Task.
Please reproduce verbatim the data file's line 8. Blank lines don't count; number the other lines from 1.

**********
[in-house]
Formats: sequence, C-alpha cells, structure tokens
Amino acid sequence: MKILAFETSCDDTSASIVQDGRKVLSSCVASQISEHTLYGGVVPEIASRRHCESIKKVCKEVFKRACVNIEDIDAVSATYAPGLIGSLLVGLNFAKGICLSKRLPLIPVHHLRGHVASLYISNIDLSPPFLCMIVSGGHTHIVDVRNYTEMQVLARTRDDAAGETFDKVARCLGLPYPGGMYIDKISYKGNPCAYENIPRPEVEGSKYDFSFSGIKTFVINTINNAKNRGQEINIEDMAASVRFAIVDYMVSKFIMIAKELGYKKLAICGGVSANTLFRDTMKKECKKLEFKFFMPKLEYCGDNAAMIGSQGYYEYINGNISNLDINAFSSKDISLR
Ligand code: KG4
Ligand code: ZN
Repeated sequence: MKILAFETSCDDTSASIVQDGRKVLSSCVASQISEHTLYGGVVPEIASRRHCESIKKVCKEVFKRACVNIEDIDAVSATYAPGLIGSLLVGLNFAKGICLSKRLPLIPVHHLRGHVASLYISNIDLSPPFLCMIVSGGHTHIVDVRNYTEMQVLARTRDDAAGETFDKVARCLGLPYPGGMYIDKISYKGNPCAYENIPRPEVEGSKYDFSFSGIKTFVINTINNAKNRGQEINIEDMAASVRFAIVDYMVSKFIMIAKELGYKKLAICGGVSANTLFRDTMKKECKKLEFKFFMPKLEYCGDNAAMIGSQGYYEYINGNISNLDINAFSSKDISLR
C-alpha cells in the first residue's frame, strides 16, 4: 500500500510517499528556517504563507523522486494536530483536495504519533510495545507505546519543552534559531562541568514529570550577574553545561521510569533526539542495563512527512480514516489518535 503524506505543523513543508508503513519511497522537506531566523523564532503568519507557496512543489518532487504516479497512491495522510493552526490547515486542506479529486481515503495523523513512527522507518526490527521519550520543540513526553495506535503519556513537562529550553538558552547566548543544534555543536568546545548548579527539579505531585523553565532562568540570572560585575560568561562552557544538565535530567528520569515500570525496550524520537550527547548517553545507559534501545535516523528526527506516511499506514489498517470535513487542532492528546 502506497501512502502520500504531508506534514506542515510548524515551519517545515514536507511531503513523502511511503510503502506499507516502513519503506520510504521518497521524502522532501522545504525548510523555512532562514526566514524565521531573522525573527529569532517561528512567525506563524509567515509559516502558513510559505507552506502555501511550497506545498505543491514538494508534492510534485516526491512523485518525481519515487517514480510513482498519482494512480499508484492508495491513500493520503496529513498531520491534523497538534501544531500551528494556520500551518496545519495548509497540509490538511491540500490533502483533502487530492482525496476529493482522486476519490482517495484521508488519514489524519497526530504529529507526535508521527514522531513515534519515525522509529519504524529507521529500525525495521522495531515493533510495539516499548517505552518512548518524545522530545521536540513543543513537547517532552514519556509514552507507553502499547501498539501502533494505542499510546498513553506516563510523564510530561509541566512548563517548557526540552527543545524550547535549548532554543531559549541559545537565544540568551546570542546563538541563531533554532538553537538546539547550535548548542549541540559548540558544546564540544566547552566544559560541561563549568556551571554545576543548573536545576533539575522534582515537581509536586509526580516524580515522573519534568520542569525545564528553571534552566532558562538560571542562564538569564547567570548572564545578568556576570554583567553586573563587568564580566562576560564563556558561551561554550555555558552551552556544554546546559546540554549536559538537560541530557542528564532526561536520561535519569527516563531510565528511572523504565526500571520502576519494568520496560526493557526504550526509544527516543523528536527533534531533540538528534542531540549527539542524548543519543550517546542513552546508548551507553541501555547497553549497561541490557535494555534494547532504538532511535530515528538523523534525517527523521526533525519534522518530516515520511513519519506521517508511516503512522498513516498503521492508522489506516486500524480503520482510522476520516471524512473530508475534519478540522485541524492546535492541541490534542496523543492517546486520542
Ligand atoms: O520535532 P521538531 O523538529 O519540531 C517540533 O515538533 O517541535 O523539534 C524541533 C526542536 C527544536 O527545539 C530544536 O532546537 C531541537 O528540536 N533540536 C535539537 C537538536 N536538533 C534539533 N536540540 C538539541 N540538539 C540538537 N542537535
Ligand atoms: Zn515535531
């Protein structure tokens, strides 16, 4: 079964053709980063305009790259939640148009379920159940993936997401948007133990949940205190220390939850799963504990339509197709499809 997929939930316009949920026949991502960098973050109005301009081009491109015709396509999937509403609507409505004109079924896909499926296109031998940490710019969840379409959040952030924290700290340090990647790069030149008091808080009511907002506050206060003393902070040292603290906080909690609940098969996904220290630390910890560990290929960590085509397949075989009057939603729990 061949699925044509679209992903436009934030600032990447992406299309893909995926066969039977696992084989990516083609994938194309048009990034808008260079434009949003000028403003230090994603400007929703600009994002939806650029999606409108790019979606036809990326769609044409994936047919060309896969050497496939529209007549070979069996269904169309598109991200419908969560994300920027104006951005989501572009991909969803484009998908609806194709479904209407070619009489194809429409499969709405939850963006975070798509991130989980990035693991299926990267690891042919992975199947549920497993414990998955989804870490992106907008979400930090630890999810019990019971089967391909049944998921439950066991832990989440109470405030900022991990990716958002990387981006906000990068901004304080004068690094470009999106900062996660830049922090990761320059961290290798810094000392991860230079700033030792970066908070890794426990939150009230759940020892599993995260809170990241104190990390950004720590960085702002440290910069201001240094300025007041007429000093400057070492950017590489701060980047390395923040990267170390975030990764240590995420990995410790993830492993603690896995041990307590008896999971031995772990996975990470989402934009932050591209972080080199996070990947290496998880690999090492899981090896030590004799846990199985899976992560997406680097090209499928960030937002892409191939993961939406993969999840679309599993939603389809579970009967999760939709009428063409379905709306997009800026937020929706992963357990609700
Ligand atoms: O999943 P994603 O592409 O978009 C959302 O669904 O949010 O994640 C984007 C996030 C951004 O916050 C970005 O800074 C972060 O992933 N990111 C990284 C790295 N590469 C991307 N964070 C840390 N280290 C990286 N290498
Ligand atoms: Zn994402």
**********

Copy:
Ligand atoms: O520535532 P521538531 O523538529 O519540531 C517540533 O515538533 O517541535 O523539534 C524541533 C526542536 C527544536 O527545539 C530544536 O532546537 C531541537 O528540536 N533540536 C535539537 C537538536 N536538533 C534539533 N536540540 C538539541 N540538539 C540538537 N542537535